FIELD OF THE INVENTION
This invention was made with Government support under Contract No. F33657-99-D-0028 awarded by the Department of the Air Force. The Government has certain rights in this invention.
This invention relates generally to electrical connectors. More particularly, this invention relates to a combination spring probe-compliant pin electrical connector for use as an interconnect between printed wiring assemblies (PWAs) or other electrical components.
In general, a complex electrical system or device may consist of a printed wiring assembly (PWA) mated to one or more other PWAs with tens, hundreds or even thousands of electrical interconnects at various locations on the PWAs. Interconnecting large and/or complex PWAs can significantly increase the capability of a system or device, while simultaneously decreasing complexity and the overall footprint or volume of required electronics. Unfortunately, interconnecting large PWAs using conventional connectors known in the art is a near impossible task.
Connectors typically require precise alignment when mating two PWAs together, otherwise, the connectors may be damaged or destroyed. Often times, the process of mating two PWAs is a “blind” process. Stated differently, it is not possible to see the actual interface and interaction between a pin and a socket or a fork and a blade therefore, alignment during mating is critical. Precise alignment and the simultaneous mating of thousands of pins and sockets or fork and blades, without appreciable damage to multiple contacts, is a difficult challenge.
In addition to concerns about board/connector damage, electrical continuity and performance is an issue as well. When combining PWAs to form, for example, an antenna array backplane, the voltage drop from the components of a first PWA to the components of a second PWA must be minimized. Therefore traces on the printed wiring board (PWB) can not be routed to the PWB edge, and the use of standard high density connectors to connect the PWAs is precluded. The locations of the connectors relative to the two mating PWAs is critical. PWA alignment, which is difficult at best, becomes even more challenging as the number of interconnects are distributed to various locations on the PWA, and the number of interconnects and the size of the PWAs increases.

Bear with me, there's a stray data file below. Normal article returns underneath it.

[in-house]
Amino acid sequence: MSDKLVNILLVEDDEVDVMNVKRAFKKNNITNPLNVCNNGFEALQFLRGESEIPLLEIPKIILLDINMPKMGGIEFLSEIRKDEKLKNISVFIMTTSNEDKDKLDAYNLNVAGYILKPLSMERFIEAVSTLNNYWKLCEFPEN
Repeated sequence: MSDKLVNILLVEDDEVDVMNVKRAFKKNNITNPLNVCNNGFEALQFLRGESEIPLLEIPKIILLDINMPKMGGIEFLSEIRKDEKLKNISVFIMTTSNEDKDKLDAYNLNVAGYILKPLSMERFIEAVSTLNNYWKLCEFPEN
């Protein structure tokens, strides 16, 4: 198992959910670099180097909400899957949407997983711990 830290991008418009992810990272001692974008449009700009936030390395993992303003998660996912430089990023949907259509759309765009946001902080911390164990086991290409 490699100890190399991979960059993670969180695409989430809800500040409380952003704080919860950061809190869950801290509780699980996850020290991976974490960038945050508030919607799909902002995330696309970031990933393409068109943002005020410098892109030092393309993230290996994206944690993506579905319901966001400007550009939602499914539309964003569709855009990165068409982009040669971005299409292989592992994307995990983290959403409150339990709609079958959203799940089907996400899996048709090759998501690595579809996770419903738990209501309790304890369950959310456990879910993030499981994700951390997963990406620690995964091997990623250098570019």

A further consideration when manufacturing PWAs is the challenge of masking connectors during the conformal coating process. If connectors must be mounted to the PWA prior to conformal coating, and if those connectors have moving parts, it is very difficult to adequately mask the connectors. As such, coating material may be deposited onto the moving parts of the connector, thereby destroying the connector's operational usefulness. In many instances, double-ended compliant pins can be used to interconnect two PWAs, thereby eliminating the need for masking. Nonetheless, pin-via alignment on the second or subsequent PWA remains an issue.
Hence, there is a need for an electrical connector that overcomes one or more of the drawbacks identified above.
The electrical connector herein disclosed advances the art and overcomes problems articulated above.
In particular, and by way of example only, according to an embodiment, provided is an electrical connector including: a means for transferring an electrical signal between a housing and an electrically conductive pad on a first member; a means for conveying the electrical signal between the housing and an electrically conductive via in a second member; and a means, disposed within the housing, for interconnecting the means for transferring and the means for conveying, to facilitate the communication of the electrical signal between the first member and the second member.
In another embodiment, an electrical connector is provided, including: a housing; at least one spring probe positioned in the housing for interfacing with at least one electrically conductive pad on a first member; and at least one compliant pin, positioned in the housing and in electrical communication with the at least one spring probe, for interfacing with at least one electrically conductive via in a second member.
In yet another embodiment, provided is an improved printed wiring architecture including a first printed wiring assembly, a second printed wiring assembly, and an electrical connector interconnecting the first printed wiring assembly and the second printed wiring assembly, the improvement including: at least one spring probe positioned in the electrical connector for interfacing with at least one connector pad on the first printed wiring assembly; and at least one compliant pin positioned in the electrical connector, in electrical communication with the at least one spring probe, for interfacing with at least one via in the second printed wiring assembly.